The Honors College, together with the Houston Scholar Program, invited a group of nearly 20 high school juniors to study “The Iliad” this semester at UH in a lecture and discussion program.
Students from the Knowledge is Power Program and Youth Engaged in Service prep schools will visit the University one Saturday every month for lectures led by the Honors College staff and discussions led by student mentors to help prepare them for the transition into college.
“As I was thinking about getting this program started, it was obvious that this would be a good thing to do for high school students,” said Kimberly Meyer, a professor at the Honors College who has helped envision and create the curriculum.
“Students enter into the University, but have never been asked to think or write in a certain way yet, so this is just one idea of how to ease this transition or get people thinking earlier about certain kinds of questions and doing this sort of critical thinking and engaging with critical reading.”
“The Iliad” is studied widely at the university level and is a “bridge” into the world of Western collegiate studies.
“I think they chose ‘The Iliad’ because it’s a monumental text that you can spend an entire semester working on,” said Kevin Meinhardt, a sociology and philosophy junior who is a student mentor in the program. “It also marks the beginning of the Western canon of literature, so it’s a good place to start.”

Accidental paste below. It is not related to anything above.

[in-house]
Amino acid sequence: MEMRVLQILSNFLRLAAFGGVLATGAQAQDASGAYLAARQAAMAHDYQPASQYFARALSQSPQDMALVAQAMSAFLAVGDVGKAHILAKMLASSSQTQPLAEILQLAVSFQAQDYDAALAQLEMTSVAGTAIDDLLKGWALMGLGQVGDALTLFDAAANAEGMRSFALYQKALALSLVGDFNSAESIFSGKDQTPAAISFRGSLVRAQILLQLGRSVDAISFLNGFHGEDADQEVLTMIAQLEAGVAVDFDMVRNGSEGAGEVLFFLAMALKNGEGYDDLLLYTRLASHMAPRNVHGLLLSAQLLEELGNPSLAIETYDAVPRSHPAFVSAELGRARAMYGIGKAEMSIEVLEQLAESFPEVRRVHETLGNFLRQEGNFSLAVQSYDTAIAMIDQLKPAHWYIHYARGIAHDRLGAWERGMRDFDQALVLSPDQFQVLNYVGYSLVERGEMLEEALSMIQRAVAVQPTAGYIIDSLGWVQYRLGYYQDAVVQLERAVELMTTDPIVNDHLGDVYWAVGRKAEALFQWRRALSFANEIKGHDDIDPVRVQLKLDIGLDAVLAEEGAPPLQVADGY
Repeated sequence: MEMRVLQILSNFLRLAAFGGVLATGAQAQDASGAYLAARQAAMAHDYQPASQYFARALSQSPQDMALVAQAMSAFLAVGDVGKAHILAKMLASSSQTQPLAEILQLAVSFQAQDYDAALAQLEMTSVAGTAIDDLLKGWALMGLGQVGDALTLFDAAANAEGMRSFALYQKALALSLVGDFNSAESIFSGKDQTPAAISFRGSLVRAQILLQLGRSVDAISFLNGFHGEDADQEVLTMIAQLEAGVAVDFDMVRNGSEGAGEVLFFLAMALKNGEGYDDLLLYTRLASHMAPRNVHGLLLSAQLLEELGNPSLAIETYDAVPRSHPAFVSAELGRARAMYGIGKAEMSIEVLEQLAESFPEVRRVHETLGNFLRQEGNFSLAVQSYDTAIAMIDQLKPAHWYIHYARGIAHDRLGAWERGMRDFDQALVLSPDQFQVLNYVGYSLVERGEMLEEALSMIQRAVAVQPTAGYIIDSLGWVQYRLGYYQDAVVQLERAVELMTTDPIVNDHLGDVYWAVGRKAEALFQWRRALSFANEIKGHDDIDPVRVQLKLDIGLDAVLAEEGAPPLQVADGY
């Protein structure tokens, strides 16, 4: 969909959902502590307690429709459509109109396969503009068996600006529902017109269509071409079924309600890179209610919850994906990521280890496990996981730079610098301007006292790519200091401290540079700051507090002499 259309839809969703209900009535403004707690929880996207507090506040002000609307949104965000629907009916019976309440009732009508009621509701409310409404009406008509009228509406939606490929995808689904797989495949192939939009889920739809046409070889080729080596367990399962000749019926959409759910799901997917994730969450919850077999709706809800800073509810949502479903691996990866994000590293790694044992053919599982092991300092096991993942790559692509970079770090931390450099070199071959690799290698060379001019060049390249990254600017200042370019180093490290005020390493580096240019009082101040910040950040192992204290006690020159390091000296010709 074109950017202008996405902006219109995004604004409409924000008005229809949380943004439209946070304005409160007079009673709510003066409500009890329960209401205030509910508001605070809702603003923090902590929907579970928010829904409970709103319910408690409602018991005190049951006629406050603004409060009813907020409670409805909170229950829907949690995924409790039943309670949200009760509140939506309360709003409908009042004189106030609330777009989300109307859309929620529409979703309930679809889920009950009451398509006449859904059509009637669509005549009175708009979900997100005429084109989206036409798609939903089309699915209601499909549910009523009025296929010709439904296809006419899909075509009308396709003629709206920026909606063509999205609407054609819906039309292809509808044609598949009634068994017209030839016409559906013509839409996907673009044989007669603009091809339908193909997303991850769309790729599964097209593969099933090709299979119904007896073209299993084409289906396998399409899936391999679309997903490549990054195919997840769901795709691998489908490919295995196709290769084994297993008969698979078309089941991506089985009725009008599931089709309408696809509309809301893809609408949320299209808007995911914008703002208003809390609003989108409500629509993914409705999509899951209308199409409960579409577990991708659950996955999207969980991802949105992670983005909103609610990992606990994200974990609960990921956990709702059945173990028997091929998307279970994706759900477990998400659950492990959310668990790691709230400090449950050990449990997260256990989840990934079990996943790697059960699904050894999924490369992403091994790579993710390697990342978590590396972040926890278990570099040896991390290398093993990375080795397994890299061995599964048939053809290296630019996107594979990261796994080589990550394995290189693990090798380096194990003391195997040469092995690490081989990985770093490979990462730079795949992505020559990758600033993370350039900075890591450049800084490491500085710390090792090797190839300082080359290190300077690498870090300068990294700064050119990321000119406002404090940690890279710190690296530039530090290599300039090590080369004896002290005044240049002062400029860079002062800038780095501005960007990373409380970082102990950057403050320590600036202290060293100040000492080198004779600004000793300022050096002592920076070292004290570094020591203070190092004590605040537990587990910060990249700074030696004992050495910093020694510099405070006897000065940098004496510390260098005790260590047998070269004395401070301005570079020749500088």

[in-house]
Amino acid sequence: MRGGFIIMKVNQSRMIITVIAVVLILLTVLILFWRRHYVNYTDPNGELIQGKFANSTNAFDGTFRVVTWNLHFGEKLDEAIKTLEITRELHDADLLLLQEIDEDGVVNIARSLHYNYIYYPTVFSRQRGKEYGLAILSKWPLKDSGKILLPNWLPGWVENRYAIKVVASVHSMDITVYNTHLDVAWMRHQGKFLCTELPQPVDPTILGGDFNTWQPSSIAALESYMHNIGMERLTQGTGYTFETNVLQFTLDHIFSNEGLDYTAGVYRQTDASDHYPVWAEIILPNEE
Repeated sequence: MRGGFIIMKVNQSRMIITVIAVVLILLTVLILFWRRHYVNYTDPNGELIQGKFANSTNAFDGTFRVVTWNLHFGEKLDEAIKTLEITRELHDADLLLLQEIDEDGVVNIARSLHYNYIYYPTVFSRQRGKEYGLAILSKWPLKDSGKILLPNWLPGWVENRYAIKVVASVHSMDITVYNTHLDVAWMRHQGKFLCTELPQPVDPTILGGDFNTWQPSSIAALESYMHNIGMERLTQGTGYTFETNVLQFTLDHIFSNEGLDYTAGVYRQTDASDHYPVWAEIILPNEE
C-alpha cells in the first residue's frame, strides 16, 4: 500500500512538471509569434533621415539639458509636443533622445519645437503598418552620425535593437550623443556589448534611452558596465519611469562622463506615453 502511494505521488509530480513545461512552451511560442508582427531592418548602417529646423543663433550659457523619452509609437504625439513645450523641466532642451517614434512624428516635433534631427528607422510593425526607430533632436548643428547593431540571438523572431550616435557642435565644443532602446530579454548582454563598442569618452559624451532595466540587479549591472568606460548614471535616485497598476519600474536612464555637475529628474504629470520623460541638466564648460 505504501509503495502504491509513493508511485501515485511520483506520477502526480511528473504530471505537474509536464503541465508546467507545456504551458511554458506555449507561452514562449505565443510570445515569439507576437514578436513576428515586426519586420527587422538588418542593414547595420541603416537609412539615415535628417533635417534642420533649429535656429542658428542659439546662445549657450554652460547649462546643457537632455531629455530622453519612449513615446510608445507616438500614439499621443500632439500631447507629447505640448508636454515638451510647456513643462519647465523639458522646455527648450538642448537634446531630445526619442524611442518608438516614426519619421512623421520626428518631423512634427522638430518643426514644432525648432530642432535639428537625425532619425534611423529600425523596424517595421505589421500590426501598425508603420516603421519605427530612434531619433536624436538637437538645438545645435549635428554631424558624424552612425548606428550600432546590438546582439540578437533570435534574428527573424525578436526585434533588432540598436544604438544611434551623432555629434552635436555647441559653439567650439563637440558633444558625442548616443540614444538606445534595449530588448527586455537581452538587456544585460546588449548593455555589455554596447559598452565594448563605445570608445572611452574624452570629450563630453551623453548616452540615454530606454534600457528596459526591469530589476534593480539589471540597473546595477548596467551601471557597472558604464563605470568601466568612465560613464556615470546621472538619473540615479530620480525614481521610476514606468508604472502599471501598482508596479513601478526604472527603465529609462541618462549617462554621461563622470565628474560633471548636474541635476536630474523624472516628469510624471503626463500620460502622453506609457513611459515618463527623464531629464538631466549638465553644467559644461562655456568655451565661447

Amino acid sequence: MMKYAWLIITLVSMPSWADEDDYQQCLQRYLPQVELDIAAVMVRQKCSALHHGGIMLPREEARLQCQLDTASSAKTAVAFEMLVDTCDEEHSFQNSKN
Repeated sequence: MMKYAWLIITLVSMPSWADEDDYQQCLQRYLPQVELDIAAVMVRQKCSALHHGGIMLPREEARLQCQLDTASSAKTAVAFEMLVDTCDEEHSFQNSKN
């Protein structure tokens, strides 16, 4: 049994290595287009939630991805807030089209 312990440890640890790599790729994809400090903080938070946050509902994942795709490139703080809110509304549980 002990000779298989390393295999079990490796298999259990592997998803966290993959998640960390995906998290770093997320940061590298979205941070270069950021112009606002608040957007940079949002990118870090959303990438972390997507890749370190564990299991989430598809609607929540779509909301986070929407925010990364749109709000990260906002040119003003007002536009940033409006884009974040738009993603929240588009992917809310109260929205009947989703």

“The participating students have been chosen through an application process that narrowed 118 applicants to 18 participants,” said Jovanny Orellana, the director of the Houston Scholar Program that aims to help children from disadvantaged communities succeed academically.
“One of the major things that I see from students in college that come from underserved communities is that they really struggle in their writing and critical thinking skills. It’s not that they’re not smart — these are brilliant kids — but it’s difficult, and this program really helps with that,” Orellana said.
“It strengthens their writing so that what they learn here creatively, they’re able to apply in a lot of different areas — not just in their class and in their school, but when they’re applying for different colleges, universities and programs.”
Likewise, the high school students enjoy being able to work with student mentors in the program.
“Honestly, what I want to take away from this is more English skills because I feel like I’m not the best at it,” said Rafael Soto, a junior at the YES Prep Southwest campus.
“It gives me a boost to do better on something that I need help on, and I get to work with college students as well, whom I can connect with on a more personal level, so they really help me out with things.”